If you’ve been thinking about making the switch to essential oil based perfumes, this post is for you.
First of all: great choice. Commercially available perfumes are a cocktail of ingredients that we spray onto our skin, over the thyroid gland and near our face, every single day. We’re breathing it in, absorbing it through our skin and pumping it into the air. It’s incredibly important to be opting for low-tox alternatives of this product, and essential oils are a great alternative because you can create your own signature scents (dozens of them even!) for the same price as a bottle of perfume from the pharmacy.
Why make the switch
If you switch nothing else around your home, make it perfume. It’s a cocktail of ingredients that we spray onto our skin, over the thyroid gland and near our face, every single day. We’re breathing it in, absorbing it through our skin and pumping it into the air. Most of us have been doing it since our early teens, so what’s the big deal?
Phenoxyethanol is a preservative that’s used in perfumes (and other cosmetics) to make them last longer and is the reason you can spray some on in the morning and still detect it in the afternoon. Among other concerns, phenoxyethanol is linked to reproductive and developmental toxicity, skin irritation and headache. While most of us are probably used to living with phenoxyethanol around, there are serious concerns about its use with newborns and while we might not spray perfume on our infants, we do tend to hold them close for substantial amounts of time. Babies can be exposed through skin to skin contact or inhalation. In addition to the above preservative, perfumes contain “fragrance”.
Fragrance isn’t actually a thing. It’s not a specific product or single chemical. It’s a cover term for any number of hundreds (thousands, even) of products and the fact of the matter is, we usually don’t know which ones. As consumers, it’s important to know what’s in the products we’re buying. Because maybe we’re fine with the “fragrance” ingredients of one company but not of another: the point is, how can we possibly know?
If your perfume brand doesn’t reveal the ingredients in that pretty little bottle, it’s time to make the switch and it’s going to be one of the most fun things you change in your home. In addition to smelling incredible, essential oil perfume blends have wild benefits – think: stress relief, lowering of blood pressure, improved immune function, calming, mood boosting and head clearing.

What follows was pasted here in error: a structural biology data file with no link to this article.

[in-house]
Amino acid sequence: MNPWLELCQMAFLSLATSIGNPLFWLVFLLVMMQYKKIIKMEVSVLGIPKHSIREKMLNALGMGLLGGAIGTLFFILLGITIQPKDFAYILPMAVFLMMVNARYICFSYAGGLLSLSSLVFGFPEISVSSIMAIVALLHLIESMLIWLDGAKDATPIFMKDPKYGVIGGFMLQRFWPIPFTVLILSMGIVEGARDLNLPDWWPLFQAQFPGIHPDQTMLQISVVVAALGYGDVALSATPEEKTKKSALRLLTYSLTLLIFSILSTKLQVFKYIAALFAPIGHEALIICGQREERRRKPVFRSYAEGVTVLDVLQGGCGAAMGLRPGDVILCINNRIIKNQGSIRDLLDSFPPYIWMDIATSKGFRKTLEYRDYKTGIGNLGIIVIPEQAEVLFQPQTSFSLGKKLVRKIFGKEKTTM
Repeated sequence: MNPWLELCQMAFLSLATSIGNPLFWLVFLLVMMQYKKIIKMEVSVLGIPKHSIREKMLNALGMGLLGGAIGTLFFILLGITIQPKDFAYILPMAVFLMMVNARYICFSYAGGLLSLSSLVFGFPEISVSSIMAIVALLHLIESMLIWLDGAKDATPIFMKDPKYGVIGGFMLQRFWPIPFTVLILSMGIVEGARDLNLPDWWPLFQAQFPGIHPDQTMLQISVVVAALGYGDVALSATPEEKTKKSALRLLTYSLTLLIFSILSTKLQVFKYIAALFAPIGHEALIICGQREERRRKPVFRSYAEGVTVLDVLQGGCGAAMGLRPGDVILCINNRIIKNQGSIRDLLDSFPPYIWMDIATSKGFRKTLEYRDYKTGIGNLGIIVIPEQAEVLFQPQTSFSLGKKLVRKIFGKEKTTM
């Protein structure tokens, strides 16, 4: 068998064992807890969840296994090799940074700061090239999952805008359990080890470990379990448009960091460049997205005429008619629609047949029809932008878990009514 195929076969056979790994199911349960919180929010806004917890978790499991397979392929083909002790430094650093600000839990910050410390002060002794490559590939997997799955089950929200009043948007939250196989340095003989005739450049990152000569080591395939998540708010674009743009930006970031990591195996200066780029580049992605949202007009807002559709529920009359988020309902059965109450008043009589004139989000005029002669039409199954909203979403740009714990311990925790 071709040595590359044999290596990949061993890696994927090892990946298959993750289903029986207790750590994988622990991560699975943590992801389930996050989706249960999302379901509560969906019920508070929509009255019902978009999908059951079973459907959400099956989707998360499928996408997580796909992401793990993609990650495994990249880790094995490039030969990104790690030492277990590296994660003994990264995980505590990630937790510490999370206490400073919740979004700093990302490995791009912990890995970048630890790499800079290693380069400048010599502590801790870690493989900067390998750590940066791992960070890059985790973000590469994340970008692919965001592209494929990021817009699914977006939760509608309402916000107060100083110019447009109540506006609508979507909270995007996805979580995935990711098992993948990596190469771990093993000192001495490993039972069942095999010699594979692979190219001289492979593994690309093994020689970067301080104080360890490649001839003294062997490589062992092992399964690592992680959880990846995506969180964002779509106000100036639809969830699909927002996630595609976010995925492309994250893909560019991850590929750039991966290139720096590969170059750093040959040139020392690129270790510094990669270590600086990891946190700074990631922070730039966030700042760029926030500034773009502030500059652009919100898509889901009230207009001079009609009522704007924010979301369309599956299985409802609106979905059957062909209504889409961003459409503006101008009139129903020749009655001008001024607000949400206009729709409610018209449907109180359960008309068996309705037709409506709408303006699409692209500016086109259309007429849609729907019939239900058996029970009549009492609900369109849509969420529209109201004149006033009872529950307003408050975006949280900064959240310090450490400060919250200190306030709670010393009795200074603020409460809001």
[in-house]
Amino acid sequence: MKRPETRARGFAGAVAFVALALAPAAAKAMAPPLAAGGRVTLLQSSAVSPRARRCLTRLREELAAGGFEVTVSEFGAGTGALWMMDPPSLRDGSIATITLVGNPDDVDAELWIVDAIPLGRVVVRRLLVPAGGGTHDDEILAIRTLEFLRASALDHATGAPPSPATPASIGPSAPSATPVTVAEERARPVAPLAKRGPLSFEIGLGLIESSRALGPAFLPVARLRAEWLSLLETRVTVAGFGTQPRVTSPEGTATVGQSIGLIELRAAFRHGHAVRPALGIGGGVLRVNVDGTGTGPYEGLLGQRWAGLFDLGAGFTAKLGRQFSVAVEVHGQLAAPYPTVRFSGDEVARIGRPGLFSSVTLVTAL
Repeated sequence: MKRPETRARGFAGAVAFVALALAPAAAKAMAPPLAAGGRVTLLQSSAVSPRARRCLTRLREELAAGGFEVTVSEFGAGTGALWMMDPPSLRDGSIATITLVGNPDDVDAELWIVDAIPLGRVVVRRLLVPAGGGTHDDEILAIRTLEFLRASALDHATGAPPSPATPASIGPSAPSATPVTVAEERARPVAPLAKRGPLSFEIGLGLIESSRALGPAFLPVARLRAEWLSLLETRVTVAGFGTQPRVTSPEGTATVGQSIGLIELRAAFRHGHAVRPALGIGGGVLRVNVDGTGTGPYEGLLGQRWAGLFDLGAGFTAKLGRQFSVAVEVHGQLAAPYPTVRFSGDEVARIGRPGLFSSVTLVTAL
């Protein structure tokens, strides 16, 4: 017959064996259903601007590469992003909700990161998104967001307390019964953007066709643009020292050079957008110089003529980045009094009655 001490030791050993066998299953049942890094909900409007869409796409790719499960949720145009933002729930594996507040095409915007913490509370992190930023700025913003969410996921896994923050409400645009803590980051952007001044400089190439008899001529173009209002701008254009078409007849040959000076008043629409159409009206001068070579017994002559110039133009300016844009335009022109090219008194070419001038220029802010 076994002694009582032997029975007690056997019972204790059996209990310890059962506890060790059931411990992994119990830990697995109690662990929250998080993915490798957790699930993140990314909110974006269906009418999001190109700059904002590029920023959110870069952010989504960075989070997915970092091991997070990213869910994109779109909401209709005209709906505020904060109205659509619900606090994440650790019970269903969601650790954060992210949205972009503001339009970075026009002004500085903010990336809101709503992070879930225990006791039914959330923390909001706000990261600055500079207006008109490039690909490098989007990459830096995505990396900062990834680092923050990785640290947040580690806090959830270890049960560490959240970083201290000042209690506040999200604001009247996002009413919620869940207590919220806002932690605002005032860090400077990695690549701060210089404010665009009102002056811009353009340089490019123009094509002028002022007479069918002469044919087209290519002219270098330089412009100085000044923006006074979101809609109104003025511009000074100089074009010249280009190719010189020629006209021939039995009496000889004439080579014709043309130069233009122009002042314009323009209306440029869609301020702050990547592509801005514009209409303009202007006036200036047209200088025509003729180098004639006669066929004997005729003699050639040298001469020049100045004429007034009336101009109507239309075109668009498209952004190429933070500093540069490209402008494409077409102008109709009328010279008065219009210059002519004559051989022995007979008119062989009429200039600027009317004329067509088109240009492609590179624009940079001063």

While blending essential oils is a bit of a science, there are some tools that we can use to help us lay folk understand how to blend essential oils to create beautiful perfumes.
Every essential oil has what’s known as an aroma note and understanding where each oil sits will help you create a balanced perfume.
When we play the piano, each chord has a top, middle and base note. In a similar way, when we’re blending oils, we want to have a top, middle and base note oil in a blend. You can get away with just two different notes, but ideally, you want to be blending all three.
Top notes are characterised by their sharp tone and a strong first impression which doesn’t last long.
Base notes give body to the scent and are characterised by strong, long-lasting scents.
Top note oil examples: lemon, lime, bergamot, peppermint, spearmint, thyme, basil
Middle note oil examples: lavender, chamomile, geranium, ylang ylang, rose
Base note oil examples: sandalwood, frankincense, cedar, myrrh, patchouli
The reason you wouldn’t want to use all the same note oils for a perfume is because they’ll be “fighting” each other and you really won’t have a balanced blend.
For example, citrus oils are considered top notes – they have a really sharp scent and the scent doesn’t last for very long; it’s that first jolting impression that you might get. If you were to blend 3 citrus oils – let’s say lemon, orange and lime – they would all be fighting each other for your attention and you’re going to really struggle to pick one of them, particularly if you’re using the same amount of each oil.
However, if you put lemon with lavender, you’re definitely going to be able to distinguish the two scents in the same blend. Adding a third base note oil will give this volume and longevity.
A great resource I use to figure out if an oil is top, middle or base, is the English Aromatherapist app. You can use it to blend by notes and by condition (ie, if you want a blend to help with headache or oily skin or stress).
Another way to help you figure out if a blend is something you’ll probably enjoy wearing is to pop the oils in the diffuser. If you love the scent and continue to love it throughout the day, it’s a safe bet that whatever you’ve put in the diffuser will make a great perfume.
What you’ll need
To make your own essential oil perfume, you’ll need a roller bottle (you can reuse an old essential oil bottle and put a roller top on), some carrier oil and your essential oils of choice. For information about carrier oils, CLICK HERE.
Here are some beautiful essential oil perfume and cologne blends to try. These recipes are all based on using a 10 mL roller bottle. Add your essential oils and then top with carrier oil.